Male C57BL/6J mice (Tagawa experimental animal laboratory, Japan), heterozygous mutant mice for the ATX gene (atx+/-) , and homozygous mutant mice for the LPA1 , LPA2  and LPA3  receptor genes (Lpar1-/-, Lpar2-/- and Lpar3-/-), and their sibling wild-type (WT) mice from the same genetic background were used in this experiment, unless stated otherwise. The subjects weighed 20-24 g. They were kept in a room maintained at 21 ± 2°C, 55 ± 5% relative humidity and a 12 h light/dark cycle and had free access to a standard laboratory diet and tap water. The procedures were approved by the Nagasaki University Animal Care Committee, which complied with the fundamental guidelines for proper conduct of animal experiments and related activities in academic research institutions under the jurisdiction of the Ministry of Education, Culture, Sports, Science and Technology, Japan.
LPC (18:1), LPA (18:1) and sphingosine-1-phosphate (S1P) were purchased from Sigma (MO, USA). LPC and LPA were dissolved in artificial cerebrospinal fluid (aCSF: NaCl 125 mM, KCl 3.8 mM, KH2PO4 1.2 mM, NaHCO3 26 mM, glucose 10 mM) when they were used in vivo. In the in vitro experiments, LPA and S1P were dissolved in Dulbecco's Modified Eagle's Medium (DMEM) with 0.1% fatty acid-free bovine serum albumin (A-6003 Sigma-Aldrich, St. Louis, MO, USA).
In accord with previous experiments involving rat proteins , mouse cDNA for ATX was introduced into the baculovirus transfer vector pFASTBac-1 (Invitrogen, Carlsbad, CA, USA), and recombinant baculovirus was prepared according to the manufacturer's protocol. After purification using a baculovirus system and nickel column chromatography (HisTrap HP; Amersham Biosciences, Osaka, Japan), rATX was obtained from 1 L of culture supernatant of Sf9 insect cells infected with ATX recombinant baculovirus.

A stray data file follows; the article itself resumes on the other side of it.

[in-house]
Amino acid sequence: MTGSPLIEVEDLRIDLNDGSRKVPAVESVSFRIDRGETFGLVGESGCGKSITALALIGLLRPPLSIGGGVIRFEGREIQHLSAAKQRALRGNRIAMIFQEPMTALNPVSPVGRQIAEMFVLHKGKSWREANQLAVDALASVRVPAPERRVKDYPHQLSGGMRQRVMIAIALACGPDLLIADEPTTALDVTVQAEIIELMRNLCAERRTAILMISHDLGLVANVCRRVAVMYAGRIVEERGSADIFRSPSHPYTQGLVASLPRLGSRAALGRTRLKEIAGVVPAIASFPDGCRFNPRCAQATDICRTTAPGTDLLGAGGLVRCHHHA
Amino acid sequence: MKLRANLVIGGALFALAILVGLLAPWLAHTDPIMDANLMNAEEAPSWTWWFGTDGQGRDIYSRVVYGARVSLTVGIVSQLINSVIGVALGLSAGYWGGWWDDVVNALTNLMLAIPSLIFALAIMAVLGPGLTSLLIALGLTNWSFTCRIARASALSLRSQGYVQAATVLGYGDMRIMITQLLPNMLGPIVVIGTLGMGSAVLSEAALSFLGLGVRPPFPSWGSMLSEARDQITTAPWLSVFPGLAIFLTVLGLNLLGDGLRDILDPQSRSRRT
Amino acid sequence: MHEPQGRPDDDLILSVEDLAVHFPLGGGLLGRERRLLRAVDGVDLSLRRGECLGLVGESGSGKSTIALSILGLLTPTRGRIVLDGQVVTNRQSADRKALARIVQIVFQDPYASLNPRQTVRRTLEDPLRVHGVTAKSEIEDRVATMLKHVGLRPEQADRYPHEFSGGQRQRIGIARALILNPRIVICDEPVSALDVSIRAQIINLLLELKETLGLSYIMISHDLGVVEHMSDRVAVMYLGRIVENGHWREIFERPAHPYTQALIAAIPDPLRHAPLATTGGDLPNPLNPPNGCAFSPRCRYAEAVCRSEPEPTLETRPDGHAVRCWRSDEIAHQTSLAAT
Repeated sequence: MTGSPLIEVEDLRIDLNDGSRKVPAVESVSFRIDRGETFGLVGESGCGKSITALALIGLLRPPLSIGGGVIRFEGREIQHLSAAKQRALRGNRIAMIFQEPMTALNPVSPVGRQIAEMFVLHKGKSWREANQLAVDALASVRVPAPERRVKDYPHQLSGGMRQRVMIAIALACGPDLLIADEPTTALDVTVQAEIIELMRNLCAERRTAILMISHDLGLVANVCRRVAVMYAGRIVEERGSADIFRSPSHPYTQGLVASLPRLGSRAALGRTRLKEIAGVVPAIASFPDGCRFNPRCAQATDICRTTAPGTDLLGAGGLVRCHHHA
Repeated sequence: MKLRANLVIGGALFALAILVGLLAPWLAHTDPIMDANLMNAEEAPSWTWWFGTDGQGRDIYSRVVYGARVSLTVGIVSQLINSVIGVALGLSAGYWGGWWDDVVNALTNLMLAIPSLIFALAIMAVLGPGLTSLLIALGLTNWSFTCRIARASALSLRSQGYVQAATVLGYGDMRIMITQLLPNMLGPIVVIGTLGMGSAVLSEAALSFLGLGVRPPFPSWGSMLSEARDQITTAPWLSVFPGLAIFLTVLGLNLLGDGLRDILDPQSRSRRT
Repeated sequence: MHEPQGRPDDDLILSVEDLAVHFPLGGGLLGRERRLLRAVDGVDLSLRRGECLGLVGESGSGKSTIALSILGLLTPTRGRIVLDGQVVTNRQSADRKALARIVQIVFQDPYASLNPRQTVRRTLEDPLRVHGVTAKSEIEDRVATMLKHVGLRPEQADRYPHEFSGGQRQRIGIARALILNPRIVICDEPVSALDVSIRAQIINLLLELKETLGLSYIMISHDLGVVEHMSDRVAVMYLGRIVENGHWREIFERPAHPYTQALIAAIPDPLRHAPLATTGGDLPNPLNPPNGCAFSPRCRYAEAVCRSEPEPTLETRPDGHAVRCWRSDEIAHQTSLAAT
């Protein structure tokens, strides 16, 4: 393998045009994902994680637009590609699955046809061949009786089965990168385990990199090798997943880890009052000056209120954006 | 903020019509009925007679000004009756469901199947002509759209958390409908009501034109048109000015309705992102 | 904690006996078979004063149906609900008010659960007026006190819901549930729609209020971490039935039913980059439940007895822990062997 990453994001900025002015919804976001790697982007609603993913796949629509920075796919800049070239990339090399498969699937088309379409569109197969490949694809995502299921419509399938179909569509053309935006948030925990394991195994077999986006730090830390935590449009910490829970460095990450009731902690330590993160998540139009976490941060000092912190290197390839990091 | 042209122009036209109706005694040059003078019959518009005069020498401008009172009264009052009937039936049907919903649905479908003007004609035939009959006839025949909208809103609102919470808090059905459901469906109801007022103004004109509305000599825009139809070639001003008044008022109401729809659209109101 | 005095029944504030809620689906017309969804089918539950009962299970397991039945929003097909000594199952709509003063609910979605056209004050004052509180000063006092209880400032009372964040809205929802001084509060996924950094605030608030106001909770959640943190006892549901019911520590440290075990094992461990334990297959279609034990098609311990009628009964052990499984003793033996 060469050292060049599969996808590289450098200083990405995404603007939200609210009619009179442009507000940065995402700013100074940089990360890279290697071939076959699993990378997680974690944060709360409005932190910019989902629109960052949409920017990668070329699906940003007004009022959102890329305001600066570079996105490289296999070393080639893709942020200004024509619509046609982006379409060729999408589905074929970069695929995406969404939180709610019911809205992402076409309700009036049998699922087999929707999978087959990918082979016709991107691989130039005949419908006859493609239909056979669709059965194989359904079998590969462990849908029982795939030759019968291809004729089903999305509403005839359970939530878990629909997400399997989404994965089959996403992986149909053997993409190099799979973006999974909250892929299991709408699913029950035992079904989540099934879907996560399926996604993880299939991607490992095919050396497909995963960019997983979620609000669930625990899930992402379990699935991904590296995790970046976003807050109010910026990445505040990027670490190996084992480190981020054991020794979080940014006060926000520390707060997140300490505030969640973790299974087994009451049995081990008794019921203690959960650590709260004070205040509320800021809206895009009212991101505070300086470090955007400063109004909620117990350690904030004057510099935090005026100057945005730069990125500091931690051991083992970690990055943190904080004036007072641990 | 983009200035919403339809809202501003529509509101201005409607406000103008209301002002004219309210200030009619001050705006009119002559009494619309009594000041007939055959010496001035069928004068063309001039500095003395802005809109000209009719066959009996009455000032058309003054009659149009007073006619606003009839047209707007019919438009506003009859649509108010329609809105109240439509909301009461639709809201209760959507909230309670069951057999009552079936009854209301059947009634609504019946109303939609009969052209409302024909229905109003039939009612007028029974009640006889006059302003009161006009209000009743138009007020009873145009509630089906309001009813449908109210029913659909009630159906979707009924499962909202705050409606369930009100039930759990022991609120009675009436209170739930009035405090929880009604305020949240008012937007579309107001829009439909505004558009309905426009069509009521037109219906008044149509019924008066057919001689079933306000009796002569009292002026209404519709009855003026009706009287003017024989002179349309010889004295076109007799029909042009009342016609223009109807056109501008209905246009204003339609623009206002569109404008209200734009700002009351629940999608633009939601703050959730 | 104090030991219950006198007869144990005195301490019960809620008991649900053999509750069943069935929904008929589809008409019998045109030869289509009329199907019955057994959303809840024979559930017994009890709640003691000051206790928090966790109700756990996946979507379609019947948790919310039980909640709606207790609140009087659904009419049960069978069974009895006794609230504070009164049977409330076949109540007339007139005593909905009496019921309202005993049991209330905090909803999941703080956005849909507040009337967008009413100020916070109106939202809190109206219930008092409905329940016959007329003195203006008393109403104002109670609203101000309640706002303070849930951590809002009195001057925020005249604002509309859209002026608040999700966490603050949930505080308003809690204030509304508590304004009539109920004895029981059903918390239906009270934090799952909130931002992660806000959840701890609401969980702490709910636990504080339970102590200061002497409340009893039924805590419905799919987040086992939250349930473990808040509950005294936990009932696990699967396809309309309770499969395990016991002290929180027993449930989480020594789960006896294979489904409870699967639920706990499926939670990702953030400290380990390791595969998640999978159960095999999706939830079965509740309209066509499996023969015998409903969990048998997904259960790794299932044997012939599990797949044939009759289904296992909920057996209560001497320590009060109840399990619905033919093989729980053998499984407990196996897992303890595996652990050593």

Sample preparation from tissues
At different time-points (see Results for details) after the injection of LPC or LPA, mice were anesthetized by pentobarbital (50 mg/kg, i.p.). The bilateral dorsal horn (Lamina I-V) of the lumbar (L4-6) spinal cord (SC), L4-6 dorsal roots (DR), L4-6 dorsal root ganglions (DRG), L4-6 spinal nerves (SPN) and L4-6 sciatic nerves (SCN) were then removed to enable the extraction of LPA, as shown in Fig. 1a. The average wet weights of isolated bilateral SC, DR, DRG, SPN and SCN in each mouse were 8, 4, 4, 4 and 5 mg, respectively. Following isolation, these tissue samples were put into polypropylene 1.5 mL tubes and homogenized by sonication in 300 μL serum-free DMEM solution for approximately 30 sec. To extract LPA from the homogenates using the solid-phase lipid extraction method, the sample was then slowly loaded onto Oasis HLB cartridges (Millipore, Tokyo, Japan), which had been pre-conditioned with 3 mL of methanol, followed by 3 mL of distilled water. The column was washed with 3 mL of distilled water then 1 mL of chloroform. LPA was then eluted with 600 μL methanol and dried up with N2 gas. The final sample was dissolved with 100 μL of DMEM solution and stored at -80°C until the biological assay.